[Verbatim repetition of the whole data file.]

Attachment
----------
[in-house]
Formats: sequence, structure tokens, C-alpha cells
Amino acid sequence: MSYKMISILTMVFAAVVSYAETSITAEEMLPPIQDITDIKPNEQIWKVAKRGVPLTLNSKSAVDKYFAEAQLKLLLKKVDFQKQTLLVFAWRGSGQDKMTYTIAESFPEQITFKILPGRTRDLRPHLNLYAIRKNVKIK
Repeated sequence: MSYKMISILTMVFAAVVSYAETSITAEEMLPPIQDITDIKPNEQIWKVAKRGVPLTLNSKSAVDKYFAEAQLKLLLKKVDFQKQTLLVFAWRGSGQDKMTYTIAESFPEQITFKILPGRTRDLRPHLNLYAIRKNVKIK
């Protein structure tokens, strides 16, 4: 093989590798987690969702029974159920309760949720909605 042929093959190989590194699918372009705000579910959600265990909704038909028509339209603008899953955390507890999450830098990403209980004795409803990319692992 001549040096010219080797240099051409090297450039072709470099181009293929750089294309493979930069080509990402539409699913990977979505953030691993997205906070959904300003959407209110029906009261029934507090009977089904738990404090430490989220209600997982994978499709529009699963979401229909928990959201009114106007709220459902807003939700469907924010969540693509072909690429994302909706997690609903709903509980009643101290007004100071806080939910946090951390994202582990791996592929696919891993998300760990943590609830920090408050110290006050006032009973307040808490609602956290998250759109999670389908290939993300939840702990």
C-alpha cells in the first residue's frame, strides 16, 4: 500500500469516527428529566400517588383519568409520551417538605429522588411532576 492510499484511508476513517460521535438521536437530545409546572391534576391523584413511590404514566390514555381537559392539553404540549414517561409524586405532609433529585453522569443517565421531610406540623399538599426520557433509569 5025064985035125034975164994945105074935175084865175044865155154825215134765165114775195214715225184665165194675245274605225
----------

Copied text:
[in-house]
Formats: sequence, structure tokens, C-alpha cells
Amino acid sequence: MSYKMISILTMVFAAVVSYAETSITAEEMLPPIQDITDIKPNEQIWKVAKRGVPLTLNSKSAVDKYFAEAQLKLLLKKVDFQKQTLLVFAWRGSGQDKMTYTIAESFPEQITFKILPGRTRDLRPHLNLYAIRKNVKIK
Repeated sequence: MSYKMISILTMVFAAVVSYAETSITAEEMLPPIQDITDIKPNEQIWKVAKRGVPLTLNSKSAVDKYFAEAQLKLLLKKVDFQKQTLLVFAWRGSGQDKMTYTIAESFPEQITFKILPGRTRDLRPHLNLYAIRKNVKIK
């Protein structure tokens, strides 16, 4: 093989590798987690969702029974159920309760949720909605 042929093959190989590194699918372009705000579910959600265990909704038909028509339209603008899953955390507890999450830098990403209980004795409803990319692992 001549040096010219080797240099051409090297450039072709470099181009293929750089294309493979930069080509990402539409699913990977979505953030691993997205906070959904300003959407209110029906009261029934507090009977089904738990404090430490989220209600997982994978499709529009699963979401229909928990959201009114106007709220459902807003939700469907924010969540693509072909690429994302909706997690609903709903509980009643101290007004100071806080939910946090951390994202582990791996592929696919891993998300760990943590609830920090408050110290006050006032009973307040808490609602956290998250759109999670389908290939993300939840702990």
C-alpha cells in the first residue's frame, strides 16, 4: 500500500469516527428529566400517588383519568409520551417538605429522588411532576 492510499484511508476513517460521535438521536437530545409546572391534576391523584413511590404514566390514555381537559392539553404540549414517561409524586405532609433529585453522569443517565421531610406540623399538599426520557433509569 5025064985035125034975164994945105074935175084865175044865155154825215134765165114775195214715225184665165194675245274605225